ballmertongue.jpg
A former employee tells Ballmer to pay up.
Jeff Reifman is everywhere these days. The former Microsoft manager who successfully tracked down Wired editor Evan

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An Open Letter to Microsoft CEO Steve Ballmer: Quit Dodging Washington Taxes

ballmertongue.jpg
A former employee tells Ballmer to pay up.
Jeff Reifman is everywhere these days. The former Microsoft manager who successfully tracked down Wired editor Evan Ratliff has also found the time to start a new web site.

MicrosoftTaxDodge.com is what it sounds like: A site devoted to Reifman's argument that his former employer isn't crossing all its t's or dotting all its i's. The logic goes like this: Though based in Redmond, Microsoft reports all its software-licensing sales in Nevada where there is no tax on those transactions. A dodge which, based on Reifman's calculations, has cost Washington state something in the neighborhood of $1.24 billion over a dozen years.

Considering the $2.6 billion budget gap, that's money that could be put to good use. So in an attempt to tighten the screws, Reifman wrote an open letter to CEO Steve Ballmer which we've reprinted after the jump.

November 29, 2009

CEO Steve Ballmer

Microsoft Corporation

One Microsoft Way

Redmond, Wa. 98052-7329

Dear Mr. Ballmer,

You've spoken eloquently about Microsoft's commitment to transparency. In that spirit, will you tell the public how it is that Microsoft has avoided paying Washington State's B&O Royalty Tax for the past 12 years?

According to my analysis, Microsoft has used its Nevada office to avoid paying $782 million in taxes since 1997. If this tax practice is determined to be illegal, Microsoft could owe the state as much as $1.24 billion including interest and penalties.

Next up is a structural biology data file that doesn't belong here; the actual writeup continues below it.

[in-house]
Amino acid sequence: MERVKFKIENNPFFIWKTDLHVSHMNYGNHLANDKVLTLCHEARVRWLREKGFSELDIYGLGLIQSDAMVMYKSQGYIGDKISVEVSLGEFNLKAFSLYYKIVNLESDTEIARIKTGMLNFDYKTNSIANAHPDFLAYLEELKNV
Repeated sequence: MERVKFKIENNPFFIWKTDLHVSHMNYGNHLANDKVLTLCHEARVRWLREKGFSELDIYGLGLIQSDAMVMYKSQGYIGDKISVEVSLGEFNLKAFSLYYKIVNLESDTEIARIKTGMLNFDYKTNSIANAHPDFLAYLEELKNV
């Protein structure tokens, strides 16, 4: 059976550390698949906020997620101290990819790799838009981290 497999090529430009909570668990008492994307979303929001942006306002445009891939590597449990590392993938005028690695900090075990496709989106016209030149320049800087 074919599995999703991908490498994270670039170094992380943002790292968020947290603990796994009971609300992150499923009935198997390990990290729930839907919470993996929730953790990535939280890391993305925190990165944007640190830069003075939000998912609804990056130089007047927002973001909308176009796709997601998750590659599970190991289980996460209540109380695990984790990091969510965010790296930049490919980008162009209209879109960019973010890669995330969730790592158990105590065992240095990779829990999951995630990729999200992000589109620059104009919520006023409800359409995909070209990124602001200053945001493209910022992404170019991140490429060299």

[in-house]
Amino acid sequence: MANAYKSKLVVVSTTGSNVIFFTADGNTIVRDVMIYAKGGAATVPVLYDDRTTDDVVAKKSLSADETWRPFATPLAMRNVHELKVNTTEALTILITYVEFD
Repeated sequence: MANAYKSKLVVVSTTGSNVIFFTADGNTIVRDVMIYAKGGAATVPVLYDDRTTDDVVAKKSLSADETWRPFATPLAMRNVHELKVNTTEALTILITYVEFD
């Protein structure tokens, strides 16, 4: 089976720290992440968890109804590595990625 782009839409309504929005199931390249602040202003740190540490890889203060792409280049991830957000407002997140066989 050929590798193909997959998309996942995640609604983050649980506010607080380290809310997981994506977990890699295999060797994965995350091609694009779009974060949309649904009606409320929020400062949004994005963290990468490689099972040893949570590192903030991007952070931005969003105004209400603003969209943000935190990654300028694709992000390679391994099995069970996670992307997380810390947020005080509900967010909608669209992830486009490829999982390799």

Given Washington's projected $2.6 billion budget shortfall, Microsoft's tax burden is increasingly relevant to upcoming discussions of cuts to vital services such as education, healthcare and public safety.

Last week on KUOW's The Conversation, a Microsoft spokesperson told Ross Reynolds, "We pay all our tax obligations everywhere we are, properly."

At this point, I think it's reasonable to ask Microsoft to back up that claim with a public explanation of the company's licensing operations.

In 2005, at Microsoft's Government Leaders Forum in Dubai, you spoke about Microsoft's emphasis on transparency and respect for stakeholders:

"Another focus for us is ensuring the integrity and transparency of our business processes and practices. We've worked hard over many years to be a values-driven company that maintains the highest standards of conduct and that more than meet(s) the ethical expectation and certainly the legal expectations of the countries where we do business. Some of this effort has to do with our internal processes of corporate governance, but a lot of it has to do with being open, honest and respectful with others, which is one of the core values of our company."
Now would be an excellent time to demonstrate this commitment.

Washington's B&O Tax Law states clearly that any entity engaged in the business of receiving income from royalties, such as licenses, must pay a 0.484 percent tax on gross income.

Since 1997, I estimate that Microsoft has earned $143 billion in licensing, based largely on the software created by its 40,224 Washington-based employees. How is it that this revenue is not subject to the B&O Royalty tax?

Given the seriousness of our upcoming fiscal crisis, I believe that Washington taxpayers would appreciate a more thorough explanation.

Thank you very much for your time and consideration.

Sincerely,

Jeff Reifman

 
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